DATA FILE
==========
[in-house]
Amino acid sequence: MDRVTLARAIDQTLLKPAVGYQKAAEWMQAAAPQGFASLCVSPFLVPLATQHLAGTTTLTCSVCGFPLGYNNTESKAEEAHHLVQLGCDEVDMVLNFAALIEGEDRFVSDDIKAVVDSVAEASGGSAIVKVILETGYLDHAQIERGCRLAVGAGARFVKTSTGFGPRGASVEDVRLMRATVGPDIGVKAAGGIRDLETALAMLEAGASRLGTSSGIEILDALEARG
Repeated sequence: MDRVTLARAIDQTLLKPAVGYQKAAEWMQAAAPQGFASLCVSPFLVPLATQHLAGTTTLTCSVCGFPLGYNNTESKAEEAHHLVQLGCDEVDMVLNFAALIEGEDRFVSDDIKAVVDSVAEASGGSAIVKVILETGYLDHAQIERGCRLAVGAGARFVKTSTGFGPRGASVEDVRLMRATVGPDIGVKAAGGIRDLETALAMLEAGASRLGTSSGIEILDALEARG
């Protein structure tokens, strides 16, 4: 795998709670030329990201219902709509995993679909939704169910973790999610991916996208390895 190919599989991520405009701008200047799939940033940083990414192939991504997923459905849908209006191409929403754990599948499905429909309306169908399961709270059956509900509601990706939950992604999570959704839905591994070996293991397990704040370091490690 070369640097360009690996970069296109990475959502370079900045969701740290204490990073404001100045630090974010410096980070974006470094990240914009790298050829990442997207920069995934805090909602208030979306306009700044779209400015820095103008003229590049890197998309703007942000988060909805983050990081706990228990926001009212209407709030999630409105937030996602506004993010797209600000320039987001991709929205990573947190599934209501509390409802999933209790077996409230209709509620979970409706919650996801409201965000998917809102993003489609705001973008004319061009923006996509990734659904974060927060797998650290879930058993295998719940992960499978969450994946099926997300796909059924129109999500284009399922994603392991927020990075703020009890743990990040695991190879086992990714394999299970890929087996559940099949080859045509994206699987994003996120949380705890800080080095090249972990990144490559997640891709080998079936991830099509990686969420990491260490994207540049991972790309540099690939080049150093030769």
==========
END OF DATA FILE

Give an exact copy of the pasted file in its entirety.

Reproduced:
[in-house]
Amino acid sequence: MDRVTLARAIDQTLLKPAVGYQKAAEWMQAAAPQGFASLCVSPFLVPLATQHLAGTTTLTCSVCGFPLGYNNTESKAEEAHHLVQLGCDEVDMVLNFAALIEGEDRFVSDDIKAVVDSVAEASGGSAIVKVILETGYLDHAQIERGCRLAVGAGARFVKTSTGFGPRGASVEDVRLMRATVGPDIGVKAAGGIRDLETALAMLEAGASRLGTSSGIEILDALEARG
Repeated sequence: MDRVTLARAIDQTLLKPAVGYQKAAEWMQAAAPQGFASLCVSPFLVPLATQHLAGTTTLTCSVCGFPLGYNNTESKAEEAHHLVQLGCDEVDMVLNFAALIEGEDRFVSDDIKAVVDSVAEASGGSAIVKVILETGYLDHAQIERGCRLAVGAGARFVKTSTGFGPRGASVEDVRLMRATVGPDIGVKAAGGIRDLETALAMLEAGASRLGTSSGIEILDALEARG
């Protein structure tokens, strides 16, 4: 795998709670030329990201219902709509995993679909939704169910973790999610991916996208390895 190919599989991520405009701008200047799939940033940083990414192939991504997923459905849908209006191409929403754990599948499905429909309306169908399961709270059956509900509601990706939950992604999570959704839905591994070996293991397990704040370091490690 070369640097360009690996970069296109990475959502370079900045969701740290204490990073404001100045630090974010410096980070974006470094990240914009790298050829990442997207920069995934805090909602208030979306306009700044779209400015820095103008003229590049890197998309703007942000988060909805983050990081706990228990926001009212209407709030999630409105937030996602506004993010797209600000320039987001991709929205990573947190599934209501509390409802999933209790077996409230209709509620979970409706919650996801409201965000998917809102993003489609705001973008004319061009923006996509990734659904974060927060797998650290879930058993295998719940992960499978969450994946099926997300796909059924129109999500284009399922994603392991927020990075703020009890743990990040695991190879086992990714394999299970890929087996559940099949080859045509994206699987994003996120949380705890800080080095090249972990990144490559997640891709080998079936991830099509990686969420990491260490994207540049991972790309540099690939080049150093030769």